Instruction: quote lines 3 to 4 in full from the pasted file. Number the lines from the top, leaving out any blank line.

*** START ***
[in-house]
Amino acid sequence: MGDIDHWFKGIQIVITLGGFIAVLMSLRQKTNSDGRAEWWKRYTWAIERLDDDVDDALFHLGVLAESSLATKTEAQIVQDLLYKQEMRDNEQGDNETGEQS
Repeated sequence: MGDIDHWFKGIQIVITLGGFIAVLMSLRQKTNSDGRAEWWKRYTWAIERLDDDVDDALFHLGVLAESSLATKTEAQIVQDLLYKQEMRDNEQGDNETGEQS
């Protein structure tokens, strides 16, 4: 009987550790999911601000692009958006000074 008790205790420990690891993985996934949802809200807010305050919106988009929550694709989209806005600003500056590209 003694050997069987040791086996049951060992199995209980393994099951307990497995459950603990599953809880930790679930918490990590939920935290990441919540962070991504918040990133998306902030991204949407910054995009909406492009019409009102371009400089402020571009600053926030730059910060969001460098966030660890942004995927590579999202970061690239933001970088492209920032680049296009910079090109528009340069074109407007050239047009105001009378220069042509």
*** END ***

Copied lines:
Repeated sequence: MGDIDHWFKGIQIVITLGGFIAVLMSLRQKTNSDGRAEWWKRYTWAIERLDDDVDDALFHLGVLAESSLATKTEAQIVQDLLYKQEMRDNEQGDNETGEQS
């Protein structure tokens, strides 16, 4: 009987550790999911601000692009958006000074 008790205790420990690891993985996934949802809200807010305050919106988009929550694709989209806005600003500056590209 003694050997069987040791086996049951060992199995209980393994099951307990497995459950603990599953809880930790679930918490990590939920935290990441919540962070991504918040990133998306902030991204949407910054995009909406492009019409009102371009400089402020571009600053926030730059910060969001460098966030660890942004995927590579999202970061690239933001970088492209920032680049296009910079090109528009340069074109407007050239047009105001009378220069042509």